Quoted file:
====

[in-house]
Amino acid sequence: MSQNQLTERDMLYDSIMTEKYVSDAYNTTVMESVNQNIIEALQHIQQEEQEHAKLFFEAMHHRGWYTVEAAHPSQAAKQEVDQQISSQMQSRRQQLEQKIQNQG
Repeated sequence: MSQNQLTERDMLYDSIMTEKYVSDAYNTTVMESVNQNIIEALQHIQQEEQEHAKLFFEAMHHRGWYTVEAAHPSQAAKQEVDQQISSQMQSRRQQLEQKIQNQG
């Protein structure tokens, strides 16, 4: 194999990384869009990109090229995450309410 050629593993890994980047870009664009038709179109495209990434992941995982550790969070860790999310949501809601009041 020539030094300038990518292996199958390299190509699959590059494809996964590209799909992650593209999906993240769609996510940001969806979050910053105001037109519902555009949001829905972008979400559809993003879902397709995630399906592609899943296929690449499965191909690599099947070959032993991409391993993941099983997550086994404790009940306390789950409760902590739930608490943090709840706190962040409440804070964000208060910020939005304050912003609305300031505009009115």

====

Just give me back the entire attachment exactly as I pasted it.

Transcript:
[in-house]
Amino acid sequence: MSQNQLTERDMLYDSIMTEKYVSDAYNTTVMESVNQNIIEALQHIQQEEQEHAKLFFEAMHHRGWYTVEAAHPSQAAKQEVDQQISSQMQSRRQQLEQKIQNQG
Repeated sequence: MSQNQLTERDMLYDSIMTEKYVSDAYNTTVMESVNQNIIEALQHIQQEEQEHAKLFFEAMHHRGWYTVEAAHPSQAAKQEVDQQISSQMQSRRQQLEQKIQNQG
């Protein structure tokens, strides 16, 4: 194999990384869009990109090229995450309410 050629593993890994980047870009664009038709179109495209990434992941995982550790969070860790999310949501809601009041 020539030094300038990518292996199958390299190509699959590059494809996964590209799909992650593209999906993240769609996510940001969806979050910053105001037109519902555009949001829905972008979400559809993003879902397709995630399906592609899943296929690449499965191909690599099947070959032993991409391993993941099983997550086994404790009940306390789950409760902590739930608490943090709840706190962040409440804070964000208060910020939005304050912003609305300031505009009115």